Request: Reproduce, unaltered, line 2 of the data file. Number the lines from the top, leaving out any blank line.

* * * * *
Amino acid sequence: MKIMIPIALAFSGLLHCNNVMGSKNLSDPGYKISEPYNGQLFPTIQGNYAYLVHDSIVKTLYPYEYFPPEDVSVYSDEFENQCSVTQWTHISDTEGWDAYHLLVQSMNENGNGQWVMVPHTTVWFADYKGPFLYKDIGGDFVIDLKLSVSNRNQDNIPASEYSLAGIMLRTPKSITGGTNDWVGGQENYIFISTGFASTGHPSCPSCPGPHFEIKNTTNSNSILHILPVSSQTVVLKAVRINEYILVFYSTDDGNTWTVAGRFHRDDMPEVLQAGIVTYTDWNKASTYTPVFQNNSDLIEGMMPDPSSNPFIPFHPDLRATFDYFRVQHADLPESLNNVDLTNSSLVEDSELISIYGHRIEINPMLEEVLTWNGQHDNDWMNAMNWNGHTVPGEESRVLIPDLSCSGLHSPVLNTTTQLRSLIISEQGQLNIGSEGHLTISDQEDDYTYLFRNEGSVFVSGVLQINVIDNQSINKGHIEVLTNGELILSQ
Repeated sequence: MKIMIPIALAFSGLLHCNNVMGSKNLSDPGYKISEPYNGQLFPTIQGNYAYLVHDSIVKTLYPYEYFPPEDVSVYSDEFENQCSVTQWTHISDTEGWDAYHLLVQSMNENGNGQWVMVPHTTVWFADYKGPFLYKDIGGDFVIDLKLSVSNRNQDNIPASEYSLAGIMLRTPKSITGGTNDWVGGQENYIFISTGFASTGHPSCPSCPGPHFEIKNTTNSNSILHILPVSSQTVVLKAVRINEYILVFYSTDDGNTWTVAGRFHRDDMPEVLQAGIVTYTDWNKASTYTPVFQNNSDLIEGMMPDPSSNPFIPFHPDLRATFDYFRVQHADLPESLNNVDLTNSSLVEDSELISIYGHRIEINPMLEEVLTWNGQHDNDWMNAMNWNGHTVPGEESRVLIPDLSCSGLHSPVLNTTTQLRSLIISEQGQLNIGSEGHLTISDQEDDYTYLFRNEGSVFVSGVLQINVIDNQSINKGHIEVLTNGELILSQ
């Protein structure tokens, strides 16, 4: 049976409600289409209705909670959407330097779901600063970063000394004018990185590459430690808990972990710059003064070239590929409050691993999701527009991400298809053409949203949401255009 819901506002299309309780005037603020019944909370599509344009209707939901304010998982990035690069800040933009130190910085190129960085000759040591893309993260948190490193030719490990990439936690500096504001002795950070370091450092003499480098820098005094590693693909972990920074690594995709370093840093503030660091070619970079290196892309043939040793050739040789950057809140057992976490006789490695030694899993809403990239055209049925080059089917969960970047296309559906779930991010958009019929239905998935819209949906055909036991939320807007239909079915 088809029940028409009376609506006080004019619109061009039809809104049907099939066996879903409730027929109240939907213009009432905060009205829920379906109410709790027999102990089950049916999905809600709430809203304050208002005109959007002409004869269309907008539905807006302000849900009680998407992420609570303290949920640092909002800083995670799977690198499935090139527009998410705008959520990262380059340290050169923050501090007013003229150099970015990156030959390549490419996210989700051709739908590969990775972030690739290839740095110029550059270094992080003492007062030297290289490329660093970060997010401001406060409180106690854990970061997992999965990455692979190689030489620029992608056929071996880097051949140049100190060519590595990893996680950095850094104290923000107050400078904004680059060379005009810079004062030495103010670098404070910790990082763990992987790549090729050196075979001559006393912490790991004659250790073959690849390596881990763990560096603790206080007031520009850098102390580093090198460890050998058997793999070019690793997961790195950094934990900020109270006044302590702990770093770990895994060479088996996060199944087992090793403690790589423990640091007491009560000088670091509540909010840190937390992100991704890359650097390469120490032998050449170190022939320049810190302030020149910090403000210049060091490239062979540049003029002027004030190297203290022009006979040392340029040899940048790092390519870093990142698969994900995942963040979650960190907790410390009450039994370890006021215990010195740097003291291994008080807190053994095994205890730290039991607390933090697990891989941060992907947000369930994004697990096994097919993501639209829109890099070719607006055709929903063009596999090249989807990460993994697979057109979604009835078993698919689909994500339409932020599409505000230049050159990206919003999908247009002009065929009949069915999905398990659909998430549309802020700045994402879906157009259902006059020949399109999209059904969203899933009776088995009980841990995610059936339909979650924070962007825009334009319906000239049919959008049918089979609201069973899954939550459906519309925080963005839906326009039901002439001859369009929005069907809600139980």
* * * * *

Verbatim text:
Repeated sequence: MKIMIPIALAFSGLLHCNNVMGSKNLSDPGYKISEPYNGQLFPTIQGNYAYLVHDSIVKTLYPYEYFPPEDVSVYSDEFENQCSVTQWTHISDTEGWDAYHLLVQSMNENGNGQWVMVPHTTVWFADYKGPFLYKDIGGDFVIDLKLSVSNRNQDNIPASEYSLAGIMLRTPKSITGGTNDWVGGQENYIFISTGFASTGHPSCPSCPGPHFEIKNTTNSNSILHILPVSSQTVVLKAVRINEYILVFYSTDDGNTWTVAGRFHRDDMPEVLQAGIVTYTDWNKASTYTPVFQNNSDLIEGMMPDPSSNPFIPFHPDLRATFDYFRVQHADLPESLNNVDLTNSSLVEDSELISIYGHRIEINPMLEEVLTWNGQHDNDWMNAMNWNGHTVPGEESRVLIPDLSCSGLHSPVLNTTTQLRSLIISEQGQLNIGSEGHLTISDQEDDYTYLFRNEGSVFVSGVLQINVIDNQSINKGHIEVLTNGELILSQ